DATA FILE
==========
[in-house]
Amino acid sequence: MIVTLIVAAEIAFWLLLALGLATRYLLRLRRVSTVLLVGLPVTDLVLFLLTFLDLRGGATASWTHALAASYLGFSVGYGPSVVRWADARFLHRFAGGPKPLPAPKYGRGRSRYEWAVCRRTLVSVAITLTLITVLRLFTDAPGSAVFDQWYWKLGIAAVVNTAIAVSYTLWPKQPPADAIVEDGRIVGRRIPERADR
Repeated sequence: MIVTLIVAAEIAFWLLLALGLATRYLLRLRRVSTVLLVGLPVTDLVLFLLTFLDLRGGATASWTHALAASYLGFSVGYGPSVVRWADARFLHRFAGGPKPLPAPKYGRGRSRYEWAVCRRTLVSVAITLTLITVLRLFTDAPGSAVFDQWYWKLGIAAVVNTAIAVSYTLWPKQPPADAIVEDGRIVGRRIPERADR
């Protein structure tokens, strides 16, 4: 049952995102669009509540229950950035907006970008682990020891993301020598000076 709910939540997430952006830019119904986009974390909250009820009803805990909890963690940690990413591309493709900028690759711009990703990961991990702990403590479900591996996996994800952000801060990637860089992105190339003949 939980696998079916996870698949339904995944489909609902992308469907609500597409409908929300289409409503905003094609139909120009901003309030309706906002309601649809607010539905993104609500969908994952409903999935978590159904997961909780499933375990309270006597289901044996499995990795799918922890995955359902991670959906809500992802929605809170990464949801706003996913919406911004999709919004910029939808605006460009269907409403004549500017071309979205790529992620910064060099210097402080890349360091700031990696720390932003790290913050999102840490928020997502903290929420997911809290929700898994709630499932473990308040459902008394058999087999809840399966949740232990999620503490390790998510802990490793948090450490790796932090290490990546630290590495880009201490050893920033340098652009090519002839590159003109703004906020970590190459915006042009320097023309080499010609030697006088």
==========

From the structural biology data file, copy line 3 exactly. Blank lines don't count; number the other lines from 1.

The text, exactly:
Repeated sequence: MIVTLIVAAEIAFWLLLALGLATRYLLRLRRVSTVLLVGLPVTDLVLFLLTFLDLRGGATASWTHALAASYLGFSVGYGPSVVRWADARFLHRFAGGPKPLPAPKYGRGRSRYEWAVCRRTLVSVAITLTLITVLRLFTDAPGSAVFDQWYWKLGIAAVVNTAIAVSYTLWPKQPPADAIVEDGRIVGRRIPERADR